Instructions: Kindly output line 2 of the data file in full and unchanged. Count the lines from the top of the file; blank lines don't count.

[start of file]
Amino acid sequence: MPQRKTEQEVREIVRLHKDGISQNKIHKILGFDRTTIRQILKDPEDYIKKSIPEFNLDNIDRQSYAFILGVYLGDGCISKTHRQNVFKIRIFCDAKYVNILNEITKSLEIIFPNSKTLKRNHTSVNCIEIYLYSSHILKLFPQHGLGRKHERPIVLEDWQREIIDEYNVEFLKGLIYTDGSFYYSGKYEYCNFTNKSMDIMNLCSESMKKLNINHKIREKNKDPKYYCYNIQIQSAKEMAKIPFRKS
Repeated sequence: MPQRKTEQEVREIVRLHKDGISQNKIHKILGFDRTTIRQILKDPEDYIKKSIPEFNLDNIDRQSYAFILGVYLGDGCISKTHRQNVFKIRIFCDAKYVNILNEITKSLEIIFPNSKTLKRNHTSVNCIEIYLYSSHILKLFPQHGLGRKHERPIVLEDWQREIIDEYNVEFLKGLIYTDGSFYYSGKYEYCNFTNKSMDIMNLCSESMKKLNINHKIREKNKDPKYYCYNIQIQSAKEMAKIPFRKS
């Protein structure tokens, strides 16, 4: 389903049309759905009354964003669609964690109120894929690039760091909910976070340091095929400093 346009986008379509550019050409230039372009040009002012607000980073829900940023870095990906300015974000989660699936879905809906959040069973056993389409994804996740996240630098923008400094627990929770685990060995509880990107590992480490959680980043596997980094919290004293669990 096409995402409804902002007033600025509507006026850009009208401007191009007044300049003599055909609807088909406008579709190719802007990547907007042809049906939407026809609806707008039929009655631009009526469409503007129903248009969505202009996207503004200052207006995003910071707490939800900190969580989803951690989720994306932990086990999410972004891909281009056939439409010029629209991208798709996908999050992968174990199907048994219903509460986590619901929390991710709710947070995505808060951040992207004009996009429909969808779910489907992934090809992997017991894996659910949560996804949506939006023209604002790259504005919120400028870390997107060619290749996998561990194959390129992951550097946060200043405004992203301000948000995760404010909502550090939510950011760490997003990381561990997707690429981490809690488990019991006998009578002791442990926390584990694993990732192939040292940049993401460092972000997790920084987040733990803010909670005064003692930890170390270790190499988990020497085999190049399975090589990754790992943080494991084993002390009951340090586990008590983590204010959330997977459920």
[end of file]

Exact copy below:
Repeated sequence: MPQRKTEQEVREIVRLHKDGISQNKIHKILGFDRTTIRQILKDPEDYIKKSIPEFNLDNIDRQSYAFILGVYLGDGCISKTHRQNVFKIRIFCDAKYVNILNEITKSLEIIFPNSKTLKRNHTSVNCIEIYLYSSHILKLFPQHGLGRKHERPIVLEDWQREIIDEYNVEFLKGLIYTDGSFYYSGKYEYCNFTNKSMDIMNLCSESMKKLNINHKIREKNKDPKYYCYNIQIQSAKEMAKIPFRKS